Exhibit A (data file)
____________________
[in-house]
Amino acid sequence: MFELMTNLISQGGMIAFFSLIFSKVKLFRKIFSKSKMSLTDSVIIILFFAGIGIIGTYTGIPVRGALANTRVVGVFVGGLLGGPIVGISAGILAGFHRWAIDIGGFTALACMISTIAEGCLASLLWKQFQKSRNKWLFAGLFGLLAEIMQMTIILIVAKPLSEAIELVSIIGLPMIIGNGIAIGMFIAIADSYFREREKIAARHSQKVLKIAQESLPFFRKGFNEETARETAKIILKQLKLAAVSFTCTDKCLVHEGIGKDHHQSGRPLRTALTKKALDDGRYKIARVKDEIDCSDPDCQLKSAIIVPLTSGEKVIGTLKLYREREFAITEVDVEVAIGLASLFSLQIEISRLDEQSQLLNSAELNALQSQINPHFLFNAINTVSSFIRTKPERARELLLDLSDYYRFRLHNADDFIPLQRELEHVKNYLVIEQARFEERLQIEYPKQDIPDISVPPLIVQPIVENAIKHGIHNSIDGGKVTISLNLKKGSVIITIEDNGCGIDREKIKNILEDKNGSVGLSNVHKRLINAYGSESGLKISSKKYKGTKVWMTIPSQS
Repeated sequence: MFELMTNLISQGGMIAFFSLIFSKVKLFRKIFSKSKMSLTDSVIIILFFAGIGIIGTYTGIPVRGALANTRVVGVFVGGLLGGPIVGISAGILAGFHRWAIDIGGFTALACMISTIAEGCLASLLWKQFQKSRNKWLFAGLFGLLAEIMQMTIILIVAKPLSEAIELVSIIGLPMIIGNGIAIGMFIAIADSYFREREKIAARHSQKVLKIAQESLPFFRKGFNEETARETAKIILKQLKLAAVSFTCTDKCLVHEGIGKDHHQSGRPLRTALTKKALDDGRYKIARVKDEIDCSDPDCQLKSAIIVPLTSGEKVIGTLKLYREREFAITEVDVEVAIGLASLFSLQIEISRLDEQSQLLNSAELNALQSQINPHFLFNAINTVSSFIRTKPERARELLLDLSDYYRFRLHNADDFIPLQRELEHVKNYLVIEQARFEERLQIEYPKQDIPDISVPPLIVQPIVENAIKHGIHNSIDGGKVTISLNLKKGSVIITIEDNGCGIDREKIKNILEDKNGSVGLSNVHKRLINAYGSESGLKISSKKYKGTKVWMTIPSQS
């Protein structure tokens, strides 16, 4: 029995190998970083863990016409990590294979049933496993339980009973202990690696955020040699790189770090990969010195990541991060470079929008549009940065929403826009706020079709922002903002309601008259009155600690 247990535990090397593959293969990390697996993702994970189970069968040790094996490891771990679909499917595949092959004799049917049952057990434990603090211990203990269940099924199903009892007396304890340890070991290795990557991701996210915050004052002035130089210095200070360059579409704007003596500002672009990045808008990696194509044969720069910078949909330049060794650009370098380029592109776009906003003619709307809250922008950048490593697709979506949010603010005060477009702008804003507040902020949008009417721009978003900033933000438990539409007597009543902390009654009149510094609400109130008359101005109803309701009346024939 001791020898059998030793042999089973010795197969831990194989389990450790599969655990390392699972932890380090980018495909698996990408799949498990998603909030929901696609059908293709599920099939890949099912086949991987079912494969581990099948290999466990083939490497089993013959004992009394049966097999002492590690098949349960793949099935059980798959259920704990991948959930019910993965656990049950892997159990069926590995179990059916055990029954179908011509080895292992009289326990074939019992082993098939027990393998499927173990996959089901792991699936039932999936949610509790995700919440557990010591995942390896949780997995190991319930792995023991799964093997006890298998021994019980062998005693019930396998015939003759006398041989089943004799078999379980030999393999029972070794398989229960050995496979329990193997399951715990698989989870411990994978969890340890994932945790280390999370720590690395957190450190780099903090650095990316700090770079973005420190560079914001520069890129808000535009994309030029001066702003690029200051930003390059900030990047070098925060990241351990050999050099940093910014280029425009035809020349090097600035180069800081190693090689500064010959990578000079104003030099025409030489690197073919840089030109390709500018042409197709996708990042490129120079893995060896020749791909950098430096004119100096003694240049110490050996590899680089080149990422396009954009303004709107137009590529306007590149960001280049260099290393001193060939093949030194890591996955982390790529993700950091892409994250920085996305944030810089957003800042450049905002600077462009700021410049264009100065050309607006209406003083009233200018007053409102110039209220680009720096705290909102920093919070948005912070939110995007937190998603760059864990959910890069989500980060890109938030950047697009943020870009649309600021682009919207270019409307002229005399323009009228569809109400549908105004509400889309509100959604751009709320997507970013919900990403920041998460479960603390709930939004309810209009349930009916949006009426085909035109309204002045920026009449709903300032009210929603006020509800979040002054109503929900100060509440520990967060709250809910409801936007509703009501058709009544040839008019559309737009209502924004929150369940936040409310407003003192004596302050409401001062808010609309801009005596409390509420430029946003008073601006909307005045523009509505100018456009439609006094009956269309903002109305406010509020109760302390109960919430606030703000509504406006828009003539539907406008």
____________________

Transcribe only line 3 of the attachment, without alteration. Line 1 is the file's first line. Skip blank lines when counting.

Repeated sequence: MFELMTNLISQGGMIAFFSLIFSKVKLFRKIFSKSKMSLTDSVIIILFFAGIGIIGTYTGIPVRGALANTRVVGVFVGGLLGGPIVGISAGILAGFHRWAIDIGGFTALACMISTIAEGCLASLLWKQFQKSRNKWLFAGLFGLLAEIMQMTIILIVAKPLSEAIELVSIIGLPMIIGNGIAIGMFIAIADSYFREREKIAARHSQKVLKIAQESLPFFRKGFNEETARETAKIILKQLKLAAVSFTCTDKCLVHEGIGKDHHQSGRPLRTALTKKALDDGRYKIARVKDEIDCSDPDCQLKSAIIVPLTSGEKVIGTLKLYREREFAITEVDVEVAIGLASLFSLQIEISRLDEQSQLLNSAELNALQSQINPHFLFNAINTVSSFIRTKPERARELLLDLSDYYRFRLHNADDFIPLQRELEHVKNYLVIEQARFEERLQIEYPKQDIPDISVPPLIVQPIVENAIKHGIHNSIDGGKVTISLNLKKGSVIITIEDNGCGIDREKIKNILEDKNGSVGLSNVHKRLINAYGSESGLKISSKKYKGTKVWMTIPSQS